So, the hordes of millions who follow my FaceBook, a friend I will call Bike Yogi (Yogi Bear? Master Yogi) wants to see some pics of Yellow Bella. Fair enough, I owe some of what I know about bikes to Master Yogi.
I’ll admit the pics are not super exciting. I had already wiped of the worst of the muck by the time I took the Before picture (actually, it was so thick, some if it just fell off), but you can see the flat tires and I think you can tell that I raised the handle bars. You can’t really see wobbly wheels in a picture. You can also note that I haven’t actually replaced the tubing over the brake lines. I’m actually OK with what is there. And her cool basket is there now, as well. She’s got whitewall tires and the fenders, as you can see, are original equipment. Last but not least, the pedals are on. 🙂
I believe Jedi Bikerider also owes the Blog a bit of an explanation. Could be said that I went off topic on my second entry. How does fixing up a bike—particularly a Made in Italy bike—have anything to do with the Middle? Well, the Middle was the land of Schwinn bikes. Had a bunch of Schwinns myself, including one of my current bikes. Schwinn was all about the basic bike for the people, the department store bike, the get me to the ice cream stand-, library-, school-on-time bike. Get a kid on basic bike, they might turn into an adult who bikes, and maybe even owns three bikes, and maybe you get to sell them one. Adult has not been on a bike for awhile? Bike sharing is reintroducing adult Americans to bikes all of the country. Trek—headquartered in the Middle—recently donated the equipment for a startup bike sharing program in Madison, Wisconsin, acknowledging that the city is not in the best shape now financially. More on corporate social responsibility and community relations later.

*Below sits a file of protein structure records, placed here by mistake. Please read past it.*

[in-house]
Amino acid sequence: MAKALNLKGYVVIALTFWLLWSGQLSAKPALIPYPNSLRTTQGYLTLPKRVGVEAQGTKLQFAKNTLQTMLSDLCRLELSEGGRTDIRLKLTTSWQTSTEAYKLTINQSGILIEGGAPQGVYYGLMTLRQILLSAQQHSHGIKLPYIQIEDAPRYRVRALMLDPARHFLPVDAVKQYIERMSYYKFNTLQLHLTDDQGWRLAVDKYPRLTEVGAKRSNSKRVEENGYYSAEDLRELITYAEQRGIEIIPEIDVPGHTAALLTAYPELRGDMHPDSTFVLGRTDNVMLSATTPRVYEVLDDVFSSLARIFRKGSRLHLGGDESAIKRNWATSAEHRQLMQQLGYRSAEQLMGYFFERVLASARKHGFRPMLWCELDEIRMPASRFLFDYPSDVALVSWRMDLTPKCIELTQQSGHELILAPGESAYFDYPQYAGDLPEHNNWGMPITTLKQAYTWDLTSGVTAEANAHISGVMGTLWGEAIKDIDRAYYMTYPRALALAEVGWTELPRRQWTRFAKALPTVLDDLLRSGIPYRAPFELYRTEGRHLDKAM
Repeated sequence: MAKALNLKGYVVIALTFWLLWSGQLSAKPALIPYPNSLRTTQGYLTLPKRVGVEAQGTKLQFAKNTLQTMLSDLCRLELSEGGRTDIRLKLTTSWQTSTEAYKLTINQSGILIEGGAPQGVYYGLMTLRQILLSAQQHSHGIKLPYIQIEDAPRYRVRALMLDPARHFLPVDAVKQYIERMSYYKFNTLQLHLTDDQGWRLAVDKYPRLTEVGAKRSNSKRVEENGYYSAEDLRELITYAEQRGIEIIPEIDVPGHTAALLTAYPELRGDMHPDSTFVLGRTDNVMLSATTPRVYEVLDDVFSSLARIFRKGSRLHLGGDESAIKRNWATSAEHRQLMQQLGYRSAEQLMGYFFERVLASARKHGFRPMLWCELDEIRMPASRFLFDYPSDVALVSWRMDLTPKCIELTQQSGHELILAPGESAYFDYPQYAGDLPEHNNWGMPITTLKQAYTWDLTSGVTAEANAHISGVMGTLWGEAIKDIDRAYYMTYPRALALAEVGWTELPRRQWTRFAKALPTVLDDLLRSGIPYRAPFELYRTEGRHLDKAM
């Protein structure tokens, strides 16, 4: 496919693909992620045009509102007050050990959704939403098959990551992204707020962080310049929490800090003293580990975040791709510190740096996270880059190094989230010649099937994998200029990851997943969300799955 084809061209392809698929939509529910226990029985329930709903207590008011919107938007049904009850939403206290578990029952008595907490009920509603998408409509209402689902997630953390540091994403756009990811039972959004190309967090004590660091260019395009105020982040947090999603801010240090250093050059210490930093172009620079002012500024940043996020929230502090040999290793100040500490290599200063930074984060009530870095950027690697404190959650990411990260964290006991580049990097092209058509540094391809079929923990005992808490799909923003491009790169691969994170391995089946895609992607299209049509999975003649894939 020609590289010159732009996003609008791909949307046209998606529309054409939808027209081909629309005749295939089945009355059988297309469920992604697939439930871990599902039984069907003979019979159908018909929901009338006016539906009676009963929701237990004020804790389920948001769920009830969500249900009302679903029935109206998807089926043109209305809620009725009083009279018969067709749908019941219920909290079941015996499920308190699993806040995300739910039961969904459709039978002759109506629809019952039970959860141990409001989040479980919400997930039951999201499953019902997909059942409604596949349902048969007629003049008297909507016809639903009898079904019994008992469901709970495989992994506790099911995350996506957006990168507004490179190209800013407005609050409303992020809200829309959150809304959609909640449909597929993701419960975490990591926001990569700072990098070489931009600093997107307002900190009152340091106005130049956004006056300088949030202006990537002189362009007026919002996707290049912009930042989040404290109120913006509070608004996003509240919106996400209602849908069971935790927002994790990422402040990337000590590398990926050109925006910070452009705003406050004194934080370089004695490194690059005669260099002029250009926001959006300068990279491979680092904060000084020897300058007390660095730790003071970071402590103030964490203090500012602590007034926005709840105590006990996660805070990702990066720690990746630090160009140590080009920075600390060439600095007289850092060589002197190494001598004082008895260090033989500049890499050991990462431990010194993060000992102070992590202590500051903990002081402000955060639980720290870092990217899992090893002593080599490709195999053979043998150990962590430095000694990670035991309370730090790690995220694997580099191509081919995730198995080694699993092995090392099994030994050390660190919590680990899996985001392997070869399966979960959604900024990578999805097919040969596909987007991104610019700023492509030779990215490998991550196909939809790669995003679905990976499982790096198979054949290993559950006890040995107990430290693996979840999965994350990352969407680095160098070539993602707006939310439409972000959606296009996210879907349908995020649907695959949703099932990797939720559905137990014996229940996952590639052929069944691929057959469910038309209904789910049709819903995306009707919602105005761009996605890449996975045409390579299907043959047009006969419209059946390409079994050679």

So, while adult biking is considered fringe in contemporary culture, it has some real estate in the Middle.